Magazine article University Business

Improving Our Discourse on For-Profit Colleges: These Schools Are Playing Critical Roles in Higher Education

Magazine article University Business

Improving Our Discourse on For-Profit Colleges: These Schools Are Playing Critical Roles in Higher Education

Article excerpt

MOST DISCUSSIONS ON the rise of for-profit colleges begin and end with an arbitrary moral judgment that there's something inherently wrong with for-profit colleges, or an unfounded assertion that these institutions offer inferior academic programs.

It has been almost 30 years since University of Phoenix--and, arguably, for-profit, degree-granting, regionally accredited institutions--began. In 2005, more than 500,000 students will attend such schools for their bachelor's, master's, or doctoral degrees. While dismissed by traditional IHEs as uninformed consumers, thousands of students are using their free-market choice to endorse for-profit colleges.

The for-profit education industry is the investment community's shining star. But our collective analysis of the effectiveness of these schools should move beyond the initial fear and largely unsupported accusations. Few critics stop to consider that most college athletic programs and the campus amenities race direct far greater resources away from learning than the 12- to 18-percent profit margins of proprietary colleges.

A more meaningful dialogue of legitimate questions about for-profit colleges is required because much is at stake. Consider some of the critical roles that for-profits are now taking in higher education:

* Accessible institution. For-profit institutions are increasingly assuming the role once occupied by public institutions in providing access to higher education for thousands of underserved minority and lower-income students. The baby boomers' youngest children are beginning to enter college and many public institutions lack the capacity to accept additional students. Others are seizing the chance to become more selective regardless of their historical mission. A disturbing result of this admissions landscape, as studies have shown: Fewer first-generation college students are being admitted to traditional colleges. For-profit colleges are, for many students, the best option for a college education and the chance to improve their socio-economic condition.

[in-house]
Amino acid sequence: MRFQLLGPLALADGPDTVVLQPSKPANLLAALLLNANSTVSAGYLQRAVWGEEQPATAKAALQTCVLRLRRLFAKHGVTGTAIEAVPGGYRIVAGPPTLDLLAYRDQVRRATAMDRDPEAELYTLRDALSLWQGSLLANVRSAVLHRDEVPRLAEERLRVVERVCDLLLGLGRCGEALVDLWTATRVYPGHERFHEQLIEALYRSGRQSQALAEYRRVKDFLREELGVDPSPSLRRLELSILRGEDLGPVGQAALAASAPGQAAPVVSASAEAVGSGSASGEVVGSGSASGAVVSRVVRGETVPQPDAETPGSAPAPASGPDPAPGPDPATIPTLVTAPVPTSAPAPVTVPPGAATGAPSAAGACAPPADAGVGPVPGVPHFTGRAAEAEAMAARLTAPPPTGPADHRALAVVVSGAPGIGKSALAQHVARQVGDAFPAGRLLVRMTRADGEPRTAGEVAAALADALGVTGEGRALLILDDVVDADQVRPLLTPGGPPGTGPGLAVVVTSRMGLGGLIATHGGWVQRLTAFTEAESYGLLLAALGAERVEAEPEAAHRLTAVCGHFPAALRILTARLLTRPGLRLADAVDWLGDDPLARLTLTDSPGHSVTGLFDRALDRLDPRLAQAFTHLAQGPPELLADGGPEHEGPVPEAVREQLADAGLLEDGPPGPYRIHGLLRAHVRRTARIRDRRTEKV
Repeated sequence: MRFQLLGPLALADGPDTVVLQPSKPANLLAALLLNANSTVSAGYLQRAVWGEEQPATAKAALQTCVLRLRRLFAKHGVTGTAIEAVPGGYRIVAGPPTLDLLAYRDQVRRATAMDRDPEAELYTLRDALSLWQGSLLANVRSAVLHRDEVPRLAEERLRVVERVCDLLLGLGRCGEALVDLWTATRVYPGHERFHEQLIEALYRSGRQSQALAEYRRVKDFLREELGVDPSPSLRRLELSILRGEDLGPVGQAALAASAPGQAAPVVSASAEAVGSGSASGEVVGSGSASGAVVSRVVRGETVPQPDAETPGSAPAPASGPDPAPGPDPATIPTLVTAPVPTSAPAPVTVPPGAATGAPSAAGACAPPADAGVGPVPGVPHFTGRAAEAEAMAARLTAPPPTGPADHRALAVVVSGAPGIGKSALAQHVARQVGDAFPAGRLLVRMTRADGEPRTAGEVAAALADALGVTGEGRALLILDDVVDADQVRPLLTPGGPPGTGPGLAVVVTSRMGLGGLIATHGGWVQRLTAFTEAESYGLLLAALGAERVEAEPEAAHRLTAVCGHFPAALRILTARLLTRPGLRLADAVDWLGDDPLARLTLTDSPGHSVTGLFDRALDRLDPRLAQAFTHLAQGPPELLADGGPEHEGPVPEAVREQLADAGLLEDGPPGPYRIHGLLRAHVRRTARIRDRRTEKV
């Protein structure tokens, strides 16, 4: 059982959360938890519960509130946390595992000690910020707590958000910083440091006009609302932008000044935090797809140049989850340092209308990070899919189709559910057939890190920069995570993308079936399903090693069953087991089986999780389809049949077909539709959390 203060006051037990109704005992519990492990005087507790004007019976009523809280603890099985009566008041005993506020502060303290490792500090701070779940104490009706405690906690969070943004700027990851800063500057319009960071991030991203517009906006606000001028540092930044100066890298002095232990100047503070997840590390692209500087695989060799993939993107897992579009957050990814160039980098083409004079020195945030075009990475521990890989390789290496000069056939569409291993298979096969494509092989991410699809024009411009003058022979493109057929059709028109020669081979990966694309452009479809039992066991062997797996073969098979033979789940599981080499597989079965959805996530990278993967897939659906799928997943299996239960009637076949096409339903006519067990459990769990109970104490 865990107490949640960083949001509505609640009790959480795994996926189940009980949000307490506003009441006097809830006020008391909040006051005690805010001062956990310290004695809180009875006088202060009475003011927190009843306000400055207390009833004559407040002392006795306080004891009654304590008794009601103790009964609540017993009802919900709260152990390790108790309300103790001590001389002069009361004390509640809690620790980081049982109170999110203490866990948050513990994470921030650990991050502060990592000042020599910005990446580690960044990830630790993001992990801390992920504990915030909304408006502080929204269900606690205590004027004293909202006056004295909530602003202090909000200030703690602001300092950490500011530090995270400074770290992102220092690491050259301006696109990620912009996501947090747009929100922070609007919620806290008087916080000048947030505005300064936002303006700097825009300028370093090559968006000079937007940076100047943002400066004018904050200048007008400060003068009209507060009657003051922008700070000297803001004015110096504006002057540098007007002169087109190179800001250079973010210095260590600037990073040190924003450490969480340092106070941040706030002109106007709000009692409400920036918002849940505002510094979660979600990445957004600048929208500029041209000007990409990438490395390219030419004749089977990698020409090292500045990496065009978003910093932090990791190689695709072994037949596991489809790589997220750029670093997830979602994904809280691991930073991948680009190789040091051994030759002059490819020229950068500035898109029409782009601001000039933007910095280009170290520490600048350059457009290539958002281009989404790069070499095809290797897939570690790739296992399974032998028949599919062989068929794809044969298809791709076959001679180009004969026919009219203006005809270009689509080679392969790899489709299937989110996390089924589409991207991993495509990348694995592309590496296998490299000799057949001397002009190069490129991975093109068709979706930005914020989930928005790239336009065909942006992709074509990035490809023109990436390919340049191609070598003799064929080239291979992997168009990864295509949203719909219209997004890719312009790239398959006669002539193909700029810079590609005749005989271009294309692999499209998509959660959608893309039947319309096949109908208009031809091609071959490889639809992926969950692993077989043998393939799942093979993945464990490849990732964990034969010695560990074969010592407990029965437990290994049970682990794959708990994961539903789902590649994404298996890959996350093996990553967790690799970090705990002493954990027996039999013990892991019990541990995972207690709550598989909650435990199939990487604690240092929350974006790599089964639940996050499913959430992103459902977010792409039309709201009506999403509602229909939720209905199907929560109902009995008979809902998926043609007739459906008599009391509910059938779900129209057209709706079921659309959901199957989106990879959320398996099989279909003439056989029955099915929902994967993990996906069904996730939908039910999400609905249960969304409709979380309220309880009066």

* Innovation driver. The free-market incentive of for-profit institutions makes them uniquely suited to drive innovation in higher ed. Venture capital is virtually unheard of at most nonprofit institutions (other than specific grant funding usually designated to activities other than student learning), but the financial investment of for-profits has resulted in vastly improved learning experiences and resources.

For example, research has shown that these schools invest in college prep courses, better financial aid and information systems, smart classrooms, higher quality online platforms, and academic support systems and software. Additionally, for-profits have made significant contributions to the development of weekend, accelerated, evening, and online-learning formats, making higher education more accessible to adults and first-generation students.

* Alternative degree provider. The programs offered at for-profit institutions have dramatically changed the quality of options for students who once faced a stark choice between a traditional education and a technical degree. For-profits have produced programs that allow students studying graphic arts, allied health, culinary arts, and other career and professional fields to receive a college experience including general education and the liberal arts rather than just traditional technical training. …

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